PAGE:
Magpies like bright things, and I am convinced I am a magpie reincarnated. Hawaiian shirts are a particular delight. Color in any form, the brighter is usually the better, even if it borders on poor taste. Oddly, I do enjoy black and white photography – it can be quite beautiful and dramatic – but painting value studies, monochrome, has eluded me as something to enjoy – until now!
I have been taking an online class from Ian Roberts for the past few months. It began with value studies in pencils. Now we are doing value studies in paint. Some people are painting in watercolor, others in acrylic or pastels; I decided to try out oil paints for the first time in years – nay, decades – and am pleased with the results. It is a hell of a lot of fun to moosh around paint and be able to moosh it around the next day, unlike acrylics. (You can also use gouache to pretty much the same effect.) With our weekly Zoom meetings on Saturday mornings, Roberts is providing great feedback and a personal, technical, and esoteric touch to what are foundational elements in art.
Above is my first oil monochrome. I didn’t do a great job of replicating the picture, but I did get reacquainted with how to use a brush with oils. I am using hog bristle filberts if you want to know. While we are working on values, we are also working on leading the eye. Here, not a lot of success as the road or white area in the mid left is too bright – the eye is to be led to the right.
This is from the second week. Focus is on values and edges, the latter being hard or soft or vanishing. I enjoyed this a lot, even though my sphere needs a bit of anchoring! It really helped me to see a bit more sharply.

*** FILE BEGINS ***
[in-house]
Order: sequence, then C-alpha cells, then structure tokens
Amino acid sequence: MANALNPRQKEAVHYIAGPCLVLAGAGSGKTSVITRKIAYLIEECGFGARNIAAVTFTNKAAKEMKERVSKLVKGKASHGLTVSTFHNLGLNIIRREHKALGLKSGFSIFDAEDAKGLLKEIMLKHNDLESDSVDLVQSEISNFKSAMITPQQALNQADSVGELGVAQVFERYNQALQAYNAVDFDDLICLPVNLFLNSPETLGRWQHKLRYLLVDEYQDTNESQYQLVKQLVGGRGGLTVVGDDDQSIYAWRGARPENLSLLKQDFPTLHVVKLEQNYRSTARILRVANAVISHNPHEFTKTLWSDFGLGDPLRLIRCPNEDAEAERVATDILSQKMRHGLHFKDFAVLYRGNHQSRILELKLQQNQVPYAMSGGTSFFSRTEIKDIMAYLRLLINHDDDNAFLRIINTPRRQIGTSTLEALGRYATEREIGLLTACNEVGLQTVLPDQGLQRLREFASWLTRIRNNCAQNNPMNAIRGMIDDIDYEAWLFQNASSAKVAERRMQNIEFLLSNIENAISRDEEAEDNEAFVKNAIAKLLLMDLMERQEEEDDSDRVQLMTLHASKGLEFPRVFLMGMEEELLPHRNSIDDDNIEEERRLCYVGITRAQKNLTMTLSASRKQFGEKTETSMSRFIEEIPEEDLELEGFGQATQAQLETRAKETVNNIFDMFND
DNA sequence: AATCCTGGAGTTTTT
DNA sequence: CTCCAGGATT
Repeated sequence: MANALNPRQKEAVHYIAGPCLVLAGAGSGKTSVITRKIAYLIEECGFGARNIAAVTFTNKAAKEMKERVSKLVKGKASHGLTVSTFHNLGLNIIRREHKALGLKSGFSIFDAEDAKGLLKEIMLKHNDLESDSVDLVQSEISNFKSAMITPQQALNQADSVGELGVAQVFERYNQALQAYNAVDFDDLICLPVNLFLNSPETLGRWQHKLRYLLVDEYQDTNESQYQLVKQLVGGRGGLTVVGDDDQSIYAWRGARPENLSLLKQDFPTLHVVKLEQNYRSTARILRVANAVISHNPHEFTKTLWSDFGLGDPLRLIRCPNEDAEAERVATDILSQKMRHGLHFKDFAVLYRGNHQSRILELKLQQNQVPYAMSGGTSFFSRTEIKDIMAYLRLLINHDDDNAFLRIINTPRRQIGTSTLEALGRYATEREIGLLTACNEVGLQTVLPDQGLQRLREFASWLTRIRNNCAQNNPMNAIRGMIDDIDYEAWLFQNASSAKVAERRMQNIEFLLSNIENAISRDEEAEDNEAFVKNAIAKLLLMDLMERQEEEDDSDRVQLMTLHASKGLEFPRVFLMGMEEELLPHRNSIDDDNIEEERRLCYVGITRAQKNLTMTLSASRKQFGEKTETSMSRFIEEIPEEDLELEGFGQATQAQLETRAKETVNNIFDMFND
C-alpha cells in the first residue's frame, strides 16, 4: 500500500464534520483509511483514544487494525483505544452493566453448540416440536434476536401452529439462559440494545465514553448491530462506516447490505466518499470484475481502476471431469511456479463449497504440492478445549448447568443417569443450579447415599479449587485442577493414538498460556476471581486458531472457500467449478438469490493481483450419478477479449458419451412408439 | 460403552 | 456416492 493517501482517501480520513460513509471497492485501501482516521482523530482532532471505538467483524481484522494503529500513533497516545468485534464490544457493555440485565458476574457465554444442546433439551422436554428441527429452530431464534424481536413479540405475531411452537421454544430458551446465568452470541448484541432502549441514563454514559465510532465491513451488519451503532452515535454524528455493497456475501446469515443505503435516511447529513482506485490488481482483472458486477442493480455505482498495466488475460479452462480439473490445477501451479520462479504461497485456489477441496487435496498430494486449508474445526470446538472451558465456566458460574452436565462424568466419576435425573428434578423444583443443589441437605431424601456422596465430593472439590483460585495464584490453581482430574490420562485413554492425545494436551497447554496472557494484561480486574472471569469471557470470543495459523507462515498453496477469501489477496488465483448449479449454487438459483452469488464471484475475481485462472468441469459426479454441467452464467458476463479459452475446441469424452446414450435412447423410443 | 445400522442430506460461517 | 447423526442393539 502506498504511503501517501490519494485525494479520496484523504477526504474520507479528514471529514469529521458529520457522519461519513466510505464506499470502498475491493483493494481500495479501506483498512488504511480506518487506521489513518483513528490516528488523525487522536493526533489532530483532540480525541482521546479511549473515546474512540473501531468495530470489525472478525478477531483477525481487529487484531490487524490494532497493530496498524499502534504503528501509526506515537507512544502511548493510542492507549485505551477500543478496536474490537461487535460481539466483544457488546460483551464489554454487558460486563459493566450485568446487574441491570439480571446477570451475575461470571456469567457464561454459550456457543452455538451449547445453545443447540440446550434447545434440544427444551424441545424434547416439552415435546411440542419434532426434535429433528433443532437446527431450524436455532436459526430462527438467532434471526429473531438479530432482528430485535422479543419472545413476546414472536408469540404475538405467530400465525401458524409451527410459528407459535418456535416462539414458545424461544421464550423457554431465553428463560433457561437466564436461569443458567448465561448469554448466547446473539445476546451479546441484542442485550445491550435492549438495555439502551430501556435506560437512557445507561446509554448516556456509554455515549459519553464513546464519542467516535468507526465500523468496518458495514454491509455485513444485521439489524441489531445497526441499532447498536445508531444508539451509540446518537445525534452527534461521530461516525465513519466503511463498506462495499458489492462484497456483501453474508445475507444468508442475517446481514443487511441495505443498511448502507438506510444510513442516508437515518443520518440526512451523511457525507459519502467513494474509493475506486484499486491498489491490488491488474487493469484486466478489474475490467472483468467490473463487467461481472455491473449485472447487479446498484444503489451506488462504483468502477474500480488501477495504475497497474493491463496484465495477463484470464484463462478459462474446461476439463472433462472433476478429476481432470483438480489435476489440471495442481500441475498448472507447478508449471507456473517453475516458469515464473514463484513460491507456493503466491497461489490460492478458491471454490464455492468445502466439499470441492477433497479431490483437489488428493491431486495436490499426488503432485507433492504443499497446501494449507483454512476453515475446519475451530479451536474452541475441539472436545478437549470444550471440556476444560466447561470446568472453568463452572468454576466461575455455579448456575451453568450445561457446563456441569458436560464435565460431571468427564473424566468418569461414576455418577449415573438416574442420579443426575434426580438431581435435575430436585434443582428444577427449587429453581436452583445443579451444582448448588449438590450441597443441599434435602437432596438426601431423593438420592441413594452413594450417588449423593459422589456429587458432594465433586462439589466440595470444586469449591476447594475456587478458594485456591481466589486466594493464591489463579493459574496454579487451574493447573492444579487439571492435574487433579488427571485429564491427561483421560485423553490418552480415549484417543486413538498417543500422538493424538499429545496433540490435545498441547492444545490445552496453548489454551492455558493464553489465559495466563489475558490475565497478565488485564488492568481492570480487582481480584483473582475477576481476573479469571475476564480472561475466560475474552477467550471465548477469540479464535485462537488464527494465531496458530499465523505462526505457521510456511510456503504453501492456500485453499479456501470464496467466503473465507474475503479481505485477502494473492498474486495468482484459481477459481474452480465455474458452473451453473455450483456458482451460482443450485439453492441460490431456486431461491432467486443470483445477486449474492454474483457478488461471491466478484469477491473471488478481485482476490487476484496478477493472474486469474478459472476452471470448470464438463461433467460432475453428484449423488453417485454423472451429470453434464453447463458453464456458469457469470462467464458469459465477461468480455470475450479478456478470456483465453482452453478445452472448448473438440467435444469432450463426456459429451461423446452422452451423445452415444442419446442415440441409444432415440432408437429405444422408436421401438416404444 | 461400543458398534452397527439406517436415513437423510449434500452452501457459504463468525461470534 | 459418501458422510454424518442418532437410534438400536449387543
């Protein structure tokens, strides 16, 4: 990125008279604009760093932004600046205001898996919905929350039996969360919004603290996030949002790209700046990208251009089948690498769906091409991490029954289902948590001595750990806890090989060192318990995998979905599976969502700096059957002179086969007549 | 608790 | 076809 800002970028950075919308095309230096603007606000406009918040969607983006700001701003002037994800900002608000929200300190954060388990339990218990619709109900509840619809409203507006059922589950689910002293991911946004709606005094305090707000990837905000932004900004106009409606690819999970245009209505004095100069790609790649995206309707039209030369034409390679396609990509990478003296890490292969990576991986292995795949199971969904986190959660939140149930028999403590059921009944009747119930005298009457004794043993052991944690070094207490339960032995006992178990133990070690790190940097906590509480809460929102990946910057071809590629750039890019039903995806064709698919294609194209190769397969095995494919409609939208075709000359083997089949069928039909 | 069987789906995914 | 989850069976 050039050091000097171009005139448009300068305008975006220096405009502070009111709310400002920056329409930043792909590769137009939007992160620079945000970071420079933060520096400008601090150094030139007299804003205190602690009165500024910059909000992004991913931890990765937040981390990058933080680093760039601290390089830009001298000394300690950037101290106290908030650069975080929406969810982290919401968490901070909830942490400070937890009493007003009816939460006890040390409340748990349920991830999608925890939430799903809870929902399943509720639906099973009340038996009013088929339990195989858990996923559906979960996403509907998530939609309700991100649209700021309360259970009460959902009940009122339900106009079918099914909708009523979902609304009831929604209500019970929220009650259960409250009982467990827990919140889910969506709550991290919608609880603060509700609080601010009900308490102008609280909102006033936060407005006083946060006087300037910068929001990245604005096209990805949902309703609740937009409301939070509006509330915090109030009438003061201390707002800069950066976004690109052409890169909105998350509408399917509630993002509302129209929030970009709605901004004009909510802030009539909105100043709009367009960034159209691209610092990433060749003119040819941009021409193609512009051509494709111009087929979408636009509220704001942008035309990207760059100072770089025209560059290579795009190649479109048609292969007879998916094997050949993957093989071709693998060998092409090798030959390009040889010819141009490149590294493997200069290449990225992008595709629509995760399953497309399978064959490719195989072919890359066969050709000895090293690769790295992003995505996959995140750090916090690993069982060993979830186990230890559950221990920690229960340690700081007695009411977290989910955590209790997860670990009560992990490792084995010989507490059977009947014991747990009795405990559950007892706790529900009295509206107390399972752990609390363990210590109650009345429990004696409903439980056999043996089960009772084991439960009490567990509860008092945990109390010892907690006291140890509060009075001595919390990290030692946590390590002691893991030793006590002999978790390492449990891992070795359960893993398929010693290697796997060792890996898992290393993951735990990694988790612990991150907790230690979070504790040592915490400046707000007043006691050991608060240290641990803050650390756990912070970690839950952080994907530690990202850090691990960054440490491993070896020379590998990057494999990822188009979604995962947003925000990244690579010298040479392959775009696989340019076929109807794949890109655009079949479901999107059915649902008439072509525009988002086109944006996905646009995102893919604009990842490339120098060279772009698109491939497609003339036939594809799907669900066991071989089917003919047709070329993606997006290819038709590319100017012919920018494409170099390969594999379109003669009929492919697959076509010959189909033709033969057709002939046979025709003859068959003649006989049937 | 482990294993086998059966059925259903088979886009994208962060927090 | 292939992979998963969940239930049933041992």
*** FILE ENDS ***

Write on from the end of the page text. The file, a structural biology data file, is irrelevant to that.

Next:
Roberts did a demo version of the still life, and then left us to find our own way with the landscape. Oils are a bit of a challenge to use because of their long drying time if you want to paint over something. As a result, I cannot scan them, but have to take a photo while they dry. Wet surfaces are a bit shiny, and the texture of the paint and canvas are more challenges to creating a digital image. This study made me see things differently, and one element I had to do was to edit the photo – simplifying it – to work a bit on the painting to make it work. Not great, but values are getting easier to produce.
Here is one of the two studies for the third week. I did this yesterday, outdoors on the patio. I lugged out this and that, found I forgot something, ran back to get it, and it was a Big Production. But a fun one! I still need to work on this one a bit – the 2nd pole on the right needs some sharpening and the road in the distance needs a bit of work. Once more, the photo is lacking, but what can you do?
So, my painting world is suddenly black and white, and I am enjoying it. I’ve decided to do “daily painting” when possible, on other subjects as well. It will be interesting to see where all these monochrome studies take me, and when Roberts lets us to add yellow ochre to our titanium white and ivory black to learn more about warm and cool values, I think the world will change even more . . .